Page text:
Newzbin lose interesting copyright case

By | Published on Wednesday 31 March 2010

Newzbin, a search service which makes it easier to navigate the Usenet online discussion network, has lost a High Court battle with the Motion Picture Association, accusing it of enabling its users to more easily access copyright infringing content linked to by users of the Usenet system. The specifics of the case, and the court order against Newzbin, are not yet known, however it could be a key case regards English copyright law in that it focused on a service which linked to rather than hosted infringing content.

The owners of file-sharing services like Limewire and BitTorrent links services like The Pirate Bay always claim they can’t be held liable for the infringement of their users, because they never actually host any of the unlicensed content which is illegally copied, they just help the actual infringers connect over the internet.

In most jurisdictions that defence has ultimately been rejected, providing such services are aware of the infringement they enable, and especially if they could introduce filters to stop such infringement but choose not to. Liability for so called contributory or authorising infringement is even more likely if a service is primarily used for infringing purposes and/or if it is marketed for such activity.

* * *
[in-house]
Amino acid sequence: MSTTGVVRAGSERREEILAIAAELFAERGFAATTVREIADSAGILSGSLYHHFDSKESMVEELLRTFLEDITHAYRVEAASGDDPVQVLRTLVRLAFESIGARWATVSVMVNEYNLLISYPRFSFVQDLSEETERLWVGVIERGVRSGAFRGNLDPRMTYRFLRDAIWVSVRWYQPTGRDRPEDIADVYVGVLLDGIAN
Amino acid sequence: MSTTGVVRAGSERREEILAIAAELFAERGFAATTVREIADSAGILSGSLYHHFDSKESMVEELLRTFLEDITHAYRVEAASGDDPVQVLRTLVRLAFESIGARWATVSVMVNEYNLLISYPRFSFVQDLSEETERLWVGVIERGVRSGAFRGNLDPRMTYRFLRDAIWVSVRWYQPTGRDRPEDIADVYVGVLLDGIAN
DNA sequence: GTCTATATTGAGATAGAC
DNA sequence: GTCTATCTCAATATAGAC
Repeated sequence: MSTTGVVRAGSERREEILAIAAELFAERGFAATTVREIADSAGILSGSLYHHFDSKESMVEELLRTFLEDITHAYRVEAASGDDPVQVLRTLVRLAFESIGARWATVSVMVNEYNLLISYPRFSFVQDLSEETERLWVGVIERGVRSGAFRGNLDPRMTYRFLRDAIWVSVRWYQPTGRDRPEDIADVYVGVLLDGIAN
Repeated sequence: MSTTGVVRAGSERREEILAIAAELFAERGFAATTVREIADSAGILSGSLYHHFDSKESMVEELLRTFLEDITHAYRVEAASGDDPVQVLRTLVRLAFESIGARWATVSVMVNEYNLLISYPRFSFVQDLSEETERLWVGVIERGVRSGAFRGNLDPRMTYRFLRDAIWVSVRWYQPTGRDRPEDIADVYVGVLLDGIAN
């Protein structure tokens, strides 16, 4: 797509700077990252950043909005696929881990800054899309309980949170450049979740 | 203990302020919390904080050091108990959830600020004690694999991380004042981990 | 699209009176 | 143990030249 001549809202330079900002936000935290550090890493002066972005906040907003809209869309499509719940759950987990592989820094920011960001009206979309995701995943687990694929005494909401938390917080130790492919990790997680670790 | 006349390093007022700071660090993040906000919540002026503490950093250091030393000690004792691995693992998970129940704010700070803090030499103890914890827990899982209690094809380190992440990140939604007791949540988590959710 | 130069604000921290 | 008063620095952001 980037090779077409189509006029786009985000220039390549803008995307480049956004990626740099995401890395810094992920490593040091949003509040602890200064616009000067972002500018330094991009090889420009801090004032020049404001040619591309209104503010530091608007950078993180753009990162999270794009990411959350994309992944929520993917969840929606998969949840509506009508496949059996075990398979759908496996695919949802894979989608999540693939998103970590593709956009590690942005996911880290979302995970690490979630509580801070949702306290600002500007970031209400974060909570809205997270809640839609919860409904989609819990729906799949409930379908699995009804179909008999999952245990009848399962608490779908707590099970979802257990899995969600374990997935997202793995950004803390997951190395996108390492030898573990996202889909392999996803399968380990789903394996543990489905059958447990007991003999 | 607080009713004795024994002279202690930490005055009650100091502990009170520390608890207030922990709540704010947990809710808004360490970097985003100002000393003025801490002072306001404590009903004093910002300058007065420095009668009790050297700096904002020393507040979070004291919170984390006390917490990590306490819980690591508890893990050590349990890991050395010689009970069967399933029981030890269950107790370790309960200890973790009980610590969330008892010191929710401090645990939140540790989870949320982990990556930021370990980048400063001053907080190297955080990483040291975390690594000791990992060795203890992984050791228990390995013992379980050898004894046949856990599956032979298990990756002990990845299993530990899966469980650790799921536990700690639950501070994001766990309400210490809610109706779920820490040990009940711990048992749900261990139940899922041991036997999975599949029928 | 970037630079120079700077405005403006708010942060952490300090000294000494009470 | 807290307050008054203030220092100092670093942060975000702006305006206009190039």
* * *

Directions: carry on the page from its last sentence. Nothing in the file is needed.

Which is all well and good, but there haven’t really been any test cases regarding the liabilities of those web services who enable others to infringe in the English courts. Although the specific details are not yet clear, this could be that case.

Certainly Ted Shapiro from the European arm of the MPA seemed to think so. He told reporters: “This is an important decision and it sends a clear message that websites focusing on providing viewers with pirated film and TV programmes infringe copyright and are liable for their actions – even where those websites don’t themselves host the content. This decision will help to support the continued investment in new legal online services and the creation of new films and television shows for enjoyment by audiences both in the UK and around the world”.

It is unlikely the court ruling will force Newzbin to close down, given it also searches for legit content on the Usenet system. However, some damages may have to be paid, and some sort of filters that, in theory at least, will stop the sharing of links to infringing content will have to be introduced.